JMSL™ Numerical Library architecture

Applications built using Java™ are by nature flexible and extremely portable. Applications written in Java compile to the freely available Java virtual machine (JVM) and the resulting application can run on any system that implements the JVM. Equally important is that Java is easy to use, allowing for rapid development and deployment, which reduces costs and improves programmer productivity.

With its JMSL Numerical Library for Java applications, Rogue Wave adds robust numerical analytics to the broad set of Java capabilities. The JMSL Library extends the foundation of the Java language to accommodate new classifications for numerical analysis, delivering the only fully supported and documented Java numerics solution with the reliability of the industry-standard IMSL Numerical Library.

The JMSL Library is a complete collection of mathematical, statistical, and charting classes for developing numerical applications. The JMSL Library is written 100 percent in Java and easily fits into any Java application.

The diagram below illustrates the building blocks, such as complex numbers, that Rogue Wave developed to perform higher mathematics and statistics in Java.


To illustrate how the JMSL Library can be used in standalone or web environments, select any of the architecture pages below.

The JMSL Library for standalone applications

The JMSL Library can be used to quickly and efficiently write standalone desktop applications. Programmers can use the JMSL Library both for numerical computations and for charting. Most Java™ GUI applications are built using the standard Swing™ components. JMSL Library charts are specifically designed to work easily with Swing.

The diagram below illustrates how to take advantage of Java with the JMSL Library used in a standalone environment. The JMSL Library provides advanced numerical analysis to desktops and laptops with the convenience of Java's object orientation and platform independence.


The JMSL Library web architecture

The diagram below demonstrates how the JMSL Library brings advanced numerical computation to Java™ in a web environment.

The JMSL Library can be used for programming on the web tier. Results are computed and then sent to the browser in the form of text (HTML) or images (PNG). Typically, the JMSL Library on a web server would be used with Java servlets and/or Java server pages (JSP). However, it can also be used with other Java-based web frameworks.

The HttpSession is used to hold the state of a session between calls to the web server by a particular browser. It is a standard part of a J2EE web server. Its use is optional.


The JMSL Library with an applet

An applet is a Java GUI application that runs in the browser. The internal architecture of an applet is the same as it is for a GUI desktop client. The applet allows applications utilizing the JMSL Library to be deployed across the web to a browser, providing advanced numerical analysis capability to a web setting.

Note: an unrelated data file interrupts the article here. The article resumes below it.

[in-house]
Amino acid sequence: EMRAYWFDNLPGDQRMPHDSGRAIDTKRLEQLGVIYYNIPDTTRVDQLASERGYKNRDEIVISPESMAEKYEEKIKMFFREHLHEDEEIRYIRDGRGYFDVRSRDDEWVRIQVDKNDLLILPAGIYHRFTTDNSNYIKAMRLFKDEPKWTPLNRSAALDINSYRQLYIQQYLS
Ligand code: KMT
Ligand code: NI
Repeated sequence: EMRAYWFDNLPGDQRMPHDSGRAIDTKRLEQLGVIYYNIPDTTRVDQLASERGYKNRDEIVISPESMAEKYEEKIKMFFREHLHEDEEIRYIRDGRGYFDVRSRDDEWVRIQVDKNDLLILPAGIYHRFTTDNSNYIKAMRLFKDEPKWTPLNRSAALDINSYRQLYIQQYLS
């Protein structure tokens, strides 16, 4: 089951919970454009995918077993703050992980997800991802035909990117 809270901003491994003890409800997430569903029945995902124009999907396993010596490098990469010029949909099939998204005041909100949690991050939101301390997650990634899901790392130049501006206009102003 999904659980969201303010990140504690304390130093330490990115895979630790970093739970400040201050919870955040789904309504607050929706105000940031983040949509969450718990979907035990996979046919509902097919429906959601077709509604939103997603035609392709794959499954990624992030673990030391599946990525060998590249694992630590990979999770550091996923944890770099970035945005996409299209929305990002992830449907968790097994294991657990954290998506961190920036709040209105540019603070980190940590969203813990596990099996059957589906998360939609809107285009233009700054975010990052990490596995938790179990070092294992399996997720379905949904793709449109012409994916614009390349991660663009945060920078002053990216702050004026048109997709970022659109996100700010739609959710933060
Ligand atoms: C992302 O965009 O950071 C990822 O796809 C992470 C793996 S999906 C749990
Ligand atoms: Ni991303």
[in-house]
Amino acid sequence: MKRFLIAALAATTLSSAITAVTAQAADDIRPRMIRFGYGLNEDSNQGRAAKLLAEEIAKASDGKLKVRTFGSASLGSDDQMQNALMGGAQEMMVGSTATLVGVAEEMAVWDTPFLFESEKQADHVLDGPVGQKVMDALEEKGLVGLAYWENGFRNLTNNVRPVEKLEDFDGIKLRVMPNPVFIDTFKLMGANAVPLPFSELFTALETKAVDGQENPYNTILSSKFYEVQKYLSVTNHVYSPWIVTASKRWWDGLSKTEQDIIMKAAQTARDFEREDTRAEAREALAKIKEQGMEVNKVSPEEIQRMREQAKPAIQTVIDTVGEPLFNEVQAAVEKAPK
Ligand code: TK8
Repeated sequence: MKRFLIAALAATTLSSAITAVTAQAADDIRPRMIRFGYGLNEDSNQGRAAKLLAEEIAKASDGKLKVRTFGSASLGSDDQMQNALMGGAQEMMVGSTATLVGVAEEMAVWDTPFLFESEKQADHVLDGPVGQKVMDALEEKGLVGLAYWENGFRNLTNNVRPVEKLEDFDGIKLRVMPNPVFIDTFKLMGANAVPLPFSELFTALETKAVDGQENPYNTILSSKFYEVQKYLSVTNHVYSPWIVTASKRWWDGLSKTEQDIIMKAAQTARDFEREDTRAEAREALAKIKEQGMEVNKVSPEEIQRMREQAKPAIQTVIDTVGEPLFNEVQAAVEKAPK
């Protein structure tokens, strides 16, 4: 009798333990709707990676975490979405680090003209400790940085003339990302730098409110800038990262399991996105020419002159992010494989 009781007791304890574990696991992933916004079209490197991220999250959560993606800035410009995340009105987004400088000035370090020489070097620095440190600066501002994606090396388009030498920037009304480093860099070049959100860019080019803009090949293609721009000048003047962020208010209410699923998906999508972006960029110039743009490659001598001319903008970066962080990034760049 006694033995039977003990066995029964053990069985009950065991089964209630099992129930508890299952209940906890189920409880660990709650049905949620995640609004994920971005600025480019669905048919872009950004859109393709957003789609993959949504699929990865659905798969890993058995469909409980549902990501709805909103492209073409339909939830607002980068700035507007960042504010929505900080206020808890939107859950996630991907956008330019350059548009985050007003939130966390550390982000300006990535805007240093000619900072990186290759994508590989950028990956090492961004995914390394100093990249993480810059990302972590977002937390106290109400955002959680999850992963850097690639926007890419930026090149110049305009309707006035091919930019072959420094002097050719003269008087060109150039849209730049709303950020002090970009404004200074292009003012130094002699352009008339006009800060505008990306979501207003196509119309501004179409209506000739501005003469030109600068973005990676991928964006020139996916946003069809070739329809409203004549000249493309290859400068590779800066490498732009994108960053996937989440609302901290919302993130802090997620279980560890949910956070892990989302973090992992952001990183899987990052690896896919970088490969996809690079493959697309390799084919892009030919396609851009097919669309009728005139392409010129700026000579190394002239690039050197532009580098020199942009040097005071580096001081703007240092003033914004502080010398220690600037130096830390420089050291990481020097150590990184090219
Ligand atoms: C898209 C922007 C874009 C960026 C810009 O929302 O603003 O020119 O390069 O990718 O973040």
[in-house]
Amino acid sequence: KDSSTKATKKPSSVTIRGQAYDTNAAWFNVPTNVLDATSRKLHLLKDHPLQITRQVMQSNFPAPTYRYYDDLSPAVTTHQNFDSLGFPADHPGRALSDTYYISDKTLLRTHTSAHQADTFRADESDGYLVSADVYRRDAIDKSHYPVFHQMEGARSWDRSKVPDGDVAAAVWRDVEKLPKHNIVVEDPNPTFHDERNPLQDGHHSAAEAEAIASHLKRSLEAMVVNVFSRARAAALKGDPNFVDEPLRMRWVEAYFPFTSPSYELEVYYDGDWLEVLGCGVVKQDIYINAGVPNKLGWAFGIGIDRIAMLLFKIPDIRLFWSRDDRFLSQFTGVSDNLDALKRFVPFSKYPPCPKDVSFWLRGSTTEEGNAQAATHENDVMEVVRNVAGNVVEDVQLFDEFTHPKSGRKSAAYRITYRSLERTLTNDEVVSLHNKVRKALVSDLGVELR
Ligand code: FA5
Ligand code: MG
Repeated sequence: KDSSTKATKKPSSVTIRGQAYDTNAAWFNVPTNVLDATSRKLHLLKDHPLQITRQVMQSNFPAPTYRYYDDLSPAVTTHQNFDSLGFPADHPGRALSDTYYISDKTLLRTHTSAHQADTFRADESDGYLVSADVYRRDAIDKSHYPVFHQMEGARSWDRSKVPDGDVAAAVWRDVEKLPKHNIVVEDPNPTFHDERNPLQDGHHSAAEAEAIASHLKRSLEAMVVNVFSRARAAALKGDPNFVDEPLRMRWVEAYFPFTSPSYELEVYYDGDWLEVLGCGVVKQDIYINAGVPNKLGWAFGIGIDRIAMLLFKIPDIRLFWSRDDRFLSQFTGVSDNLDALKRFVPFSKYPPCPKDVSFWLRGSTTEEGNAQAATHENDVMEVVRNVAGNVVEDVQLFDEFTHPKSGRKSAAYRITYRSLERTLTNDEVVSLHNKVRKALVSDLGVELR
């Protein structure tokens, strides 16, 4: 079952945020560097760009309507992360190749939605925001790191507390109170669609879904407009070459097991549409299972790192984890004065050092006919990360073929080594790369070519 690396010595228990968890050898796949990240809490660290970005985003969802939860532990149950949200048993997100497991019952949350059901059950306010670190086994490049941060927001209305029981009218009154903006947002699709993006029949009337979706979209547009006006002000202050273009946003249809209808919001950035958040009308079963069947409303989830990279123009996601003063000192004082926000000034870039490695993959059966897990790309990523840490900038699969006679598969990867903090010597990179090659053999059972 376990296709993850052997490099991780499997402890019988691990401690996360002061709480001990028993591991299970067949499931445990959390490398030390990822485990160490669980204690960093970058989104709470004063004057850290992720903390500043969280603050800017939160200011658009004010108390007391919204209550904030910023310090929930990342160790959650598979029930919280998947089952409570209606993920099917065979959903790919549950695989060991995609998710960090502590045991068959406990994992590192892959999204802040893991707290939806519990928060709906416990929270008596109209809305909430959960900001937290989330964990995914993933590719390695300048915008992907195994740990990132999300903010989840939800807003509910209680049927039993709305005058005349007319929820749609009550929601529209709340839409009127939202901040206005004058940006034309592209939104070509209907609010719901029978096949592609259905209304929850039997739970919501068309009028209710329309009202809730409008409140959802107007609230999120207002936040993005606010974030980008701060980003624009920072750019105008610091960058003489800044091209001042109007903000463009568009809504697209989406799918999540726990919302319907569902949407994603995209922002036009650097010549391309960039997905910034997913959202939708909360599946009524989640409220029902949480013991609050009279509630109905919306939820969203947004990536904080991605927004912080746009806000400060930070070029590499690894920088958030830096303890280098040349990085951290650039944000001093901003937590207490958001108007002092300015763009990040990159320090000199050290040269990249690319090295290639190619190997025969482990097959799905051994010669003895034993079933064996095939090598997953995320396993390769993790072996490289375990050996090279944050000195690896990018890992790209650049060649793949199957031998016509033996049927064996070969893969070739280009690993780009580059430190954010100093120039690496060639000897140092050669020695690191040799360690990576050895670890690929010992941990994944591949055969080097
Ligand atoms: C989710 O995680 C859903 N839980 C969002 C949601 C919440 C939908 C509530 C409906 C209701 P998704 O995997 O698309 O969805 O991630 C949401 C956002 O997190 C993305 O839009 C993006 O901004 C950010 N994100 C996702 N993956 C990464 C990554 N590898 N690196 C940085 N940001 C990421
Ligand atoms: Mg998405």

The flow of control is as follows:

  1. The browser sends an HTTP request to the web server
  2. The web server returns an HTML page, containing a reference to an applet
  3. The browser parses the HTML page, displays the text, and asks the web server for the applet files
  4. The web server returns the applet files stored in the Jar archive format
  5. The web browser receives the Jar files and passes them to the Java virtual machine (JVM) for execution
  6. The JVM executes the classes in the Jar files and displays the result to the screen through the browser

The JMSL Library using Java web start

Java web start (JWS) allows applications to be downloaded from the web, cached locally, and run on the desktop like regular desktop applications. This provides the benefits of fast client application execution while still enabling automatic application updates via the web.


The first time the application is used, the flow of control is as follows:

  1. The browser sends an HTTP request to the web server
  2. The web server returns a JNLP file, containing XML describing the application
  3. The browser passes the JNLP file to Java web start (JWS)
  4. JWS parses the JNLP file and requests the application's Jar files from the web server
  5. The web server returns the requested Jar files
  6. JWS receives the Jar files and saves them in a disk cache
  7. JWS passes the Jar files from the cache to the Java Virtual machine (JVM) for execution
  8. The JVM executes the classes in the Jar files and displays the result to the screen
  9. After the application has been downloaded and cached, it can be run again starting at step seven

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